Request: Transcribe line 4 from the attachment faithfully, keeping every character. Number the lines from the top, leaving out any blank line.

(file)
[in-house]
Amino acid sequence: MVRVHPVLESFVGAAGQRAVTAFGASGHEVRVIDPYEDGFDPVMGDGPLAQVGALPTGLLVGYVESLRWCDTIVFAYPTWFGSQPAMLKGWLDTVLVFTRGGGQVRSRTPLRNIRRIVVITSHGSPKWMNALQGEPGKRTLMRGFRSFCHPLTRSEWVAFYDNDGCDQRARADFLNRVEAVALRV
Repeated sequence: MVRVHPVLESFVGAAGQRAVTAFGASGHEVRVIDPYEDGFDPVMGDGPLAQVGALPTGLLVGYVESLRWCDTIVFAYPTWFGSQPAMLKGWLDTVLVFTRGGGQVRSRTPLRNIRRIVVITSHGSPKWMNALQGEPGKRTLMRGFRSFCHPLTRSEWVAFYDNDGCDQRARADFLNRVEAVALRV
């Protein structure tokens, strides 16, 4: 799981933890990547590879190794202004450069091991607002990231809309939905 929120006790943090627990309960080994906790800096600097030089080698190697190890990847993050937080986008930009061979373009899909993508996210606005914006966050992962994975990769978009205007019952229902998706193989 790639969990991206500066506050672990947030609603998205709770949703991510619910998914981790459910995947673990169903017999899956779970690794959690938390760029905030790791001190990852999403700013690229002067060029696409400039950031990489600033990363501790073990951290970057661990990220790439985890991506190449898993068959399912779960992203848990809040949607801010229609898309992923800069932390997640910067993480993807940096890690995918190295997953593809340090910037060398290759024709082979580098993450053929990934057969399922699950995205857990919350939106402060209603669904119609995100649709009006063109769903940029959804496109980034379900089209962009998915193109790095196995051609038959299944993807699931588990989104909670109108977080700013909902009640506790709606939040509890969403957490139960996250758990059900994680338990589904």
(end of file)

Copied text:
């Protein structure tokens, strides 16, 4: 799981933890990547590879190794202004450069091991607002990231809309939905 929120006790943090627990309960080994906790800096600097030089080698190697190890990847993050937080986008930009061979373009899909993508996210606005914006966050992962994975990769978009205007019952229902998706193989 790639969990991206500066506050672990947030609603998205709770949703991510619910998914981790459910995947673990169903017999899956779970690794959690938390760029905030790791001190990852999403700013690229002067060029696409400039950031990489600033990363501790073990951290970057661990990220790439985890991506190449898993068959399912779960992203848990809040949607801010229609898309992923800069932390997640910067993480993807940096890690995918190295997953593809340090910037060398290759024709082979580098993450053929990934057969399922699950995205857990919350939106402060209603669904119609995100649709009006063109769903940029959804496109980034379900089209962009998915193109790095196995051609038959299944993807699931588990989104909670109108977080700013909902009640506790709606939040509890969403957490139960996250758990059900994680338990589904």